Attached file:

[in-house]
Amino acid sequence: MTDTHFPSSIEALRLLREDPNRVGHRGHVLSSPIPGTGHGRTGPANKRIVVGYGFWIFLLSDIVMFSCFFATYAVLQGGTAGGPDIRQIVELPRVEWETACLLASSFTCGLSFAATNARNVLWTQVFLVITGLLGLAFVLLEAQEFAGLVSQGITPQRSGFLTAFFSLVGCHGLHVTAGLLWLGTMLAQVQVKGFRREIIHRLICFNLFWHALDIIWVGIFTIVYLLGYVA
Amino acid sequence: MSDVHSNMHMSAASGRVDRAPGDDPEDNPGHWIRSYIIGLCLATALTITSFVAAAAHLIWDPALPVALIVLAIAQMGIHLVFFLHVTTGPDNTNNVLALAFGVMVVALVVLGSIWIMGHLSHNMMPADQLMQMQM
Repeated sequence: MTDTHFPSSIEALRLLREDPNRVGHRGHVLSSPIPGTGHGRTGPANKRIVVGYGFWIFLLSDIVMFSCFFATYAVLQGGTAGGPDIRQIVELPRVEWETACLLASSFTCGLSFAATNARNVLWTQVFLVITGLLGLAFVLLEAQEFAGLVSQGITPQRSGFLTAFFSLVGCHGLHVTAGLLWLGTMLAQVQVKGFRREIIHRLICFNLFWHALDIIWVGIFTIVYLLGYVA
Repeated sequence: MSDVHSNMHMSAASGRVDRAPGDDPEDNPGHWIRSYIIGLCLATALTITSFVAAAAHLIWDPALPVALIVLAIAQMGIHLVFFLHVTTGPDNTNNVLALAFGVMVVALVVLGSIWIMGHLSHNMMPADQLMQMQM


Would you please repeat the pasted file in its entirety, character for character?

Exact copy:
[in-house]
Amino acid sequence: MTDTHFPSSIEALRLLREDPNRVGHRGHVLSSPIPGTGHGRTGPANKRIVVGYGFWIFLLSDIVMFSCFFATYAVLQGGTAGGPDIRQIVELPRVEWETACLLASSFTCGLSFAATNARNVLWTQVFLVITGLLGLAFVLLEAQEFAGLVSQGITPQRSGFLTAFFSLVGCHGLHVTAGLLWLGTMLAQVQVKGFRREIIHRLICFNLFWHALDIIWVGIFTIVYLLGYVA
Amino acid sequence: MSDVHSNMHMSAASGRVDRAPGDDPEDNPGHWIRSYIIGLCLATALTITSFVAAAAHLIWDPALPVALIVLAIAQMGIHLVFFLHVTTGPDNTNNVLALAFGVMVVALVVLGSIWIMGHLSHNMMPADQLMQMQM
Repeated sequence: MTDTHFPSSIEALRLLREDPNRVGHRGHVLSSPIPGTGHGRTGPANKRIVVGYGFWIFLLSDIVMFSCFFATYAVLQGGTAGGPDIRQIVELPRVEWETACLLASSFTCGLSFAATNARNVLWTQVFLVITGLLGLAFVLLEAQEFAGLVSQGITPQRSGFLTAFFSLVGCHGLHVTAGLLWLGTMLAQVQVKGFRREIIHRLICFNLFWHALDIIWVGIFTIVYLLGYVA
Repeated sequence: MSDVHSNMHMSAASGRVDRAPGDDPEDNPGHWIRSYIIGLCLATALTITSFVAAAAHLIWDPALPVALIVLAIAQMGIHLVFFLHVTTGPDNTNNVLALAFGVMVVALVVLGSIWIMGHLSHNMMPADQLMQMQM